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On 10 January, the Supreme Court stated that the internet ban in Jammu and Kashmir is a violation of both the telecom rules and the freedom of speech and expression granted by the Constitution of India. The court further directed the Jammu and Kashmir administration to review all the restrictive orders imposed on the state, within a week.

The three-judge bench comprising of Justices N.V. Ramana, R. Subhash Reddy, and B.R. Gavai, while hearing the petitions challenging the constitutionality of the Centre’s decision of J&K lockdown, following the abrogation of Article 370, pointed out that freedom of speech and expression includes the right to receive and disseminate information. The court also observed that trade and commerce are dependent on the internet, and the freedom to practice such trade is constitutionally protected under Article 19(1)(g).

“Our limited concern is to find a balance regarding the security and liberty of people. We are only here to ensure citizens are provided their rights. We will not delve into the political intent behind the orders given,” Justice Ramana said.

As per sources, the internet has been suspended for more than 150 days in Kashmir starting from August 2019, making it the longest blackout in any democracy.

Petitions had been filed by Anuradha Bhasin, the executive editor of Kashmir Times, Congress leader Ghulam Nabi Azad and few others. They argued that the restrictions imposed by the Kashmir government failed to satisfy the tests of reasonableness and proportionality. The petitioners further stated that sectors like education, medical care, business, agriculture, and tourism have been hit by the lockdown.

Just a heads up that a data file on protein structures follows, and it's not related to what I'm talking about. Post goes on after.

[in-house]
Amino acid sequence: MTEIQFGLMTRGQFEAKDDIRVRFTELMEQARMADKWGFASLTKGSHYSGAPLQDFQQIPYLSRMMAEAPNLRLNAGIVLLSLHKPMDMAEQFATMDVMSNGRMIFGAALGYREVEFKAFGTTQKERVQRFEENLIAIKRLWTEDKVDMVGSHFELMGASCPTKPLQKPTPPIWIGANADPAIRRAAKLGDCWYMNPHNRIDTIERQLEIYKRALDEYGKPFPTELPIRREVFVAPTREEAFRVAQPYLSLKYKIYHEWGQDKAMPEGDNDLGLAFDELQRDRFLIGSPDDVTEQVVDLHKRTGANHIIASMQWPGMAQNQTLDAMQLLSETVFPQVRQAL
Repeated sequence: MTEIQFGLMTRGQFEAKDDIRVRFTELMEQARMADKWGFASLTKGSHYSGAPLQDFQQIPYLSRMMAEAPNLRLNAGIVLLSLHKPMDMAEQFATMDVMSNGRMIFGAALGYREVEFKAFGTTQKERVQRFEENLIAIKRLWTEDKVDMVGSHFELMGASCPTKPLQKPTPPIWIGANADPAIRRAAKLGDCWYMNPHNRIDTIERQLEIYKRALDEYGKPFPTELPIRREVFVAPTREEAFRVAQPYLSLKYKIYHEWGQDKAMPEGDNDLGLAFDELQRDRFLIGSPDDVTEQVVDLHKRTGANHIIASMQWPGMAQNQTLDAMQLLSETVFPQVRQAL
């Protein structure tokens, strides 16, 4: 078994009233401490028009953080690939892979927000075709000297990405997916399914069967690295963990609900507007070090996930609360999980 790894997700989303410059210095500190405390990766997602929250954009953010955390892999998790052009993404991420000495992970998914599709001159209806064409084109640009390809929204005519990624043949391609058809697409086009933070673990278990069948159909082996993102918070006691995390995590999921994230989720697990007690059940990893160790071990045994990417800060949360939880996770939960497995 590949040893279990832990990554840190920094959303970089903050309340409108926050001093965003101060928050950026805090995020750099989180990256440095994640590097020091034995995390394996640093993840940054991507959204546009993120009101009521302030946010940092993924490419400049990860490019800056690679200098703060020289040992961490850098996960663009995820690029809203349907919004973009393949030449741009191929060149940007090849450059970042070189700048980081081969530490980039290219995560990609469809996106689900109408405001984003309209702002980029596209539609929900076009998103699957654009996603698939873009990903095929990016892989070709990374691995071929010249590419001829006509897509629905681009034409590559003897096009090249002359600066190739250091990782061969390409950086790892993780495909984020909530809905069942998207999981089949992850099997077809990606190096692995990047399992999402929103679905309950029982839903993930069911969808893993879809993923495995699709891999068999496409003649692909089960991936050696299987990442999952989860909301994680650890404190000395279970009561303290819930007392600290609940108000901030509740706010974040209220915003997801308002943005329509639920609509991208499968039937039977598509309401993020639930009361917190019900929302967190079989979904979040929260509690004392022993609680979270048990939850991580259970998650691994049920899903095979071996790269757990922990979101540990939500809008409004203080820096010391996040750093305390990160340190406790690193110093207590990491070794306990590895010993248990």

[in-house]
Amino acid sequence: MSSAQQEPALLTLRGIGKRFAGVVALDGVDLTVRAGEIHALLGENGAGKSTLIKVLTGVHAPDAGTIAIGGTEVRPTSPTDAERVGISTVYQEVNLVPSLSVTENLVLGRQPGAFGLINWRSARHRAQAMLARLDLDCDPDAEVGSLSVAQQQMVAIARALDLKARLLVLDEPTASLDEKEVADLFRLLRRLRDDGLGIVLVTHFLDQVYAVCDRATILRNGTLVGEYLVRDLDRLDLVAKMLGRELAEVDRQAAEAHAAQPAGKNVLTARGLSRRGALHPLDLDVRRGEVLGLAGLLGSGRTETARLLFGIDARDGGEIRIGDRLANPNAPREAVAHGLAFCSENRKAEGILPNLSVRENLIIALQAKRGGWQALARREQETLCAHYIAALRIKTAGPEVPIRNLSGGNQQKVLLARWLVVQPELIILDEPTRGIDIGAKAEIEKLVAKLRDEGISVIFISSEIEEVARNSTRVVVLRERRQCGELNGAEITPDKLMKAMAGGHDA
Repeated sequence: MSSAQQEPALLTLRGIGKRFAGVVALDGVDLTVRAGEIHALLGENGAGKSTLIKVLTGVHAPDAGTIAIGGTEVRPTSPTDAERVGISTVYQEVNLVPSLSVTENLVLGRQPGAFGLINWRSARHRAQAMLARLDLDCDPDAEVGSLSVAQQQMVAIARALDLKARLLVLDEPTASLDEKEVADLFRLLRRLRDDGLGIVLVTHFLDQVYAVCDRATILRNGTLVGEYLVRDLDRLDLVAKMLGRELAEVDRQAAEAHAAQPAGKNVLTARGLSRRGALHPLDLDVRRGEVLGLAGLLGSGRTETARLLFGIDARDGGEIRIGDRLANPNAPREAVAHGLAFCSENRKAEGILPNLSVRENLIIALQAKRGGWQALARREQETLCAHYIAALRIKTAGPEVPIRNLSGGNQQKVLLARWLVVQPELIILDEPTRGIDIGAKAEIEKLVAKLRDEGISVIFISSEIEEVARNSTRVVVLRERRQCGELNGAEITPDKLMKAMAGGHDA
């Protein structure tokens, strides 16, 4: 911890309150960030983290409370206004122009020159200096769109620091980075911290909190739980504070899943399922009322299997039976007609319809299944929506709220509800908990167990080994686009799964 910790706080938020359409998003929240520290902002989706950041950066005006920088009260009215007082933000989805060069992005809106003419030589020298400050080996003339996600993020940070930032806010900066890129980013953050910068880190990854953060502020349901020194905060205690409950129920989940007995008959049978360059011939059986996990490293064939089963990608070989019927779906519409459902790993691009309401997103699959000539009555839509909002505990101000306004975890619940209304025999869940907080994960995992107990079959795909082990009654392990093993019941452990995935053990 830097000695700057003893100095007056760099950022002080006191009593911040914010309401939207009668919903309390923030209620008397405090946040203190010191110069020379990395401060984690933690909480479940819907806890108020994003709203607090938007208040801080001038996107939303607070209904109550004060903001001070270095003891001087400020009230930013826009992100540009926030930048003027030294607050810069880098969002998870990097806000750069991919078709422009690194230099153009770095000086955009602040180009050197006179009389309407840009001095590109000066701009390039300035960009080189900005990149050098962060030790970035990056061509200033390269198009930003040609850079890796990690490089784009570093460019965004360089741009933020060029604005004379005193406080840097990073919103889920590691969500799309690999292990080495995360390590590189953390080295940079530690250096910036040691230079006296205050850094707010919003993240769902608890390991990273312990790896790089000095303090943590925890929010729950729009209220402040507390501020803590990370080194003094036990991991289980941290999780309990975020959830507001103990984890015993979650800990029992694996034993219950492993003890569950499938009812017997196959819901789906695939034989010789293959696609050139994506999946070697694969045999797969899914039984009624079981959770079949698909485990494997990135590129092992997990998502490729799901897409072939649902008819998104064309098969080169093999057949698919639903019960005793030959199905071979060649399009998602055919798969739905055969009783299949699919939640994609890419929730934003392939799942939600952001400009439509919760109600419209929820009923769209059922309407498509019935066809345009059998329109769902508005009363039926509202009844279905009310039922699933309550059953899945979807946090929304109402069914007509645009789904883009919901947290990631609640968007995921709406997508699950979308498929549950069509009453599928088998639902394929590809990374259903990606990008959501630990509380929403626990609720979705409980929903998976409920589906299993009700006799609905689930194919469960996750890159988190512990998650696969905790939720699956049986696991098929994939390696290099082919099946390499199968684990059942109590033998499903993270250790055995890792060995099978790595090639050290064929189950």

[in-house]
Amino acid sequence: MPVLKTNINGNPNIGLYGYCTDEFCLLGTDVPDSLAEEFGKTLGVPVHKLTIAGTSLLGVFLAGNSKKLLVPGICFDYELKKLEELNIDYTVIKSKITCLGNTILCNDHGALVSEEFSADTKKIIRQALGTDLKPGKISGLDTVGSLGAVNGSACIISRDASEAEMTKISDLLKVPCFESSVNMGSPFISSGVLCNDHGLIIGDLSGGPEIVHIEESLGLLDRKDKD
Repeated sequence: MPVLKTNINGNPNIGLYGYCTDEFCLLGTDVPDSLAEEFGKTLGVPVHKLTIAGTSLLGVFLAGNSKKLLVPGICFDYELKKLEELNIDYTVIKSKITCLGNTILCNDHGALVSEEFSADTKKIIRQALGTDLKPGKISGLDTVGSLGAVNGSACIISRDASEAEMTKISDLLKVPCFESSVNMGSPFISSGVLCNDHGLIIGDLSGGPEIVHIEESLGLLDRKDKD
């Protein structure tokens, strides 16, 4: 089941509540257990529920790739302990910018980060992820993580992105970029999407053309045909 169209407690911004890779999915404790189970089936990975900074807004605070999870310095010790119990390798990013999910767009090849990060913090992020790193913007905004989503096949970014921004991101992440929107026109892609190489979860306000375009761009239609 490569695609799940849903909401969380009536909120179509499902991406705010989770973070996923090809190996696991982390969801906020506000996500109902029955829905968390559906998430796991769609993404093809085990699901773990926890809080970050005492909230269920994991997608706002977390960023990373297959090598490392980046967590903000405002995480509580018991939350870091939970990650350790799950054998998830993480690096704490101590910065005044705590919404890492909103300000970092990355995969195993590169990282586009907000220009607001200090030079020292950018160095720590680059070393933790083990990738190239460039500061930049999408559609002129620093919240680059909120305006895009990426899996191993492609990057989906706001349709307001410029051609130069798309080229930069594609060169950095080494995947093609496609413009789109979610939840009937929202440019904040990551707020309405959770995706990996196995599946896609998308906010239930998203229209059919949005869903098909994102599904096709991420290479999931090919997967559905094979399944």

However, the defense lawyers for the Centre and the J&K administration stated that “Such restrictions were necessary and preventive steps taken in the interest of national security. The internet ban was a necessary action to cut off coordination amongst militants.” They further held that the restrictions had resulted in the ‘historic’ decision being implemented ‘without bloodshed’ and further claimed that neither a single life was lost nor a single bullet fired since the abrogation Article 370.

‘Right to the internet comes within the freedom of speech and the curbs should be put on the internet only in unavoidable situations,’ noted the SC bench. The court further asked the J&K administration to publish every order of restriction under Section 144 of the Code of Criminal Procedure to enable those affected, to challenge it. Further, ‘any order passed will be subject to the judicial review,’ held the SC.

‘Section 144 of CrPC cannot be used to curb liberty, it can be used only where there is a likelihood of incitement of violence and danger to public safety. Some trade and occupations are dependent on the internet and the authorities must explore alternate means before doing that,’ the apex court submitted. The court further ordered the J&K administration to restore internet services.

As per reports, the Kashmir lockdown has resulted in the loss of more than $2.6 billion for the economy.

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